I hope you’re not planning to run specialized rendering and graphics-production apps like POV-Ray or Blender on your budget PC, but if you are, you’ll see familiar deltas between the Ryzen 5 2400G and Intel Core i5-8400, as our test results show.
Neither chip is great at these types of specialized tasks, though, and you’ll want to invest in a more powerful processor like the Core i7-8700K to run them.
Overall, across our productivity benchmark suite, the Ryzen 5 2400G’s deficit compared with the Core i5-8400 is slight but persistent. The same is true of its surplus over the Ryzen 3 2200G.
Distilling the Budget CPU Market
Add in the gaming performance results, and together these trends tie up the budget-CPU-with-IGP market into a nice little bow. If you’re interested in getting the most gaming performance out of the least CPU and GPU budget, the Ryzen 3 2200G is your go-to chip. Meanwhile, if you don’t care about gaming and need to wring as much productivity performance out of a CPU in this price range, it’s worth spending the extra money on the Core i5-8400 or Core i5-9400, which still come in below $ 200.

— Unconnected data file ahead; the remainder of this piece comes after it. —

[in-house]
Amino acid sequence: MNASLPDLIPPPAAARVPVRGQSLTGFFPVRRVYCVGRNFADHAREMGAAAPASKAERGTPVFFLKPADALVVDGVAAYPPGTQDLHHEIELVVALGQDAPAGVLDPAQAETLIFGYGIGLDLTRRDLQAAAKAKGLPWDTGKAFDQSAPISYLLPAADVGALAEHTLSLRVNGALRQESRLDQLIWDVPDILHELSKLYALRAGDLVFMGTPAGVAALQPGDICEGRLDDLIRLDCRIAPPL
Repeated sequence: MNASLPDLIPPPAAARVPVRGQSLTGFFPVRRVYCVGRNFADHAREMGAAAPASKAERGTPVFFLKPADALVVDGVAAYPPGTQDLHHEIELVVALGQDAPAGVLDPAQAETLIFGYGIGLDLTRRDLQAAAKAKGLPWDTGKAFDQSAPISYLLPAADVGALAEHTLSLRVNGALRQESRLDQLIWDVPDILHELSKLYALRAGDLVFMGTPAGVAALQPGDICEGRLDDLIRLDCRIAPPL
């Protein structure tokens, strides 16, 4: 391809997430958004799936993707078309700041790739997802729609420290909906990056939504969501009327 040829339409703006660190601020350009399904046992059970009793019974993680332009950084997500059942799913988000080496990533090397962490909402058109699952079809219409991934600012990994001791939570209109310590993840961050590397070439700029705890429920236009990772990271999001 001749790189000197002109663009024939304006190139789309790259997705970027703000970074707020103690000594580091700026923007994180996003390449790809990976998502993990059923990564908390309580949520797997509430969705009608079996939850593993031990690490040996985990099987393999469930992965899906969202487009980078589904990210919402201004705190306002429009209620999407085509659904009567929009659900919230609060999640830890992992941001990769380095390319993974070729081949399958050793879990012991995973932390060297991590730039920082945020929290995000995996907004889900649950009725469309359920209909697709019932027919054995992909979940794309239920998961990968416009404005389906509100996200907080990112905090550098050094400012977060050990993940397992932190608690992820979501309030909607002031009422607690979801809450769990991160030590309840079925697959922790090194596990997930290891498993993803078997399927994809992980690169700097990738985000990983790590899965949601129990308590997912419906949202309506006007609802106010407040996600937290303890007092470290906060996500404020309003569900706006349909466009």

Finally, if you have a bit of room in your budget, and want better across-the-board performance than the Ryzen 3 2200G but plan to primarily use your PC for light, legacy gaming or noncompetitive e-sports fare, the Ryzen 5 2400G is hard to beat. In fact, it’s nearly perfect for this type of cheap PC, seeing as its gaming-performance advantage for those tasks is far greater than its deficit on processor-intensive productivity workloads.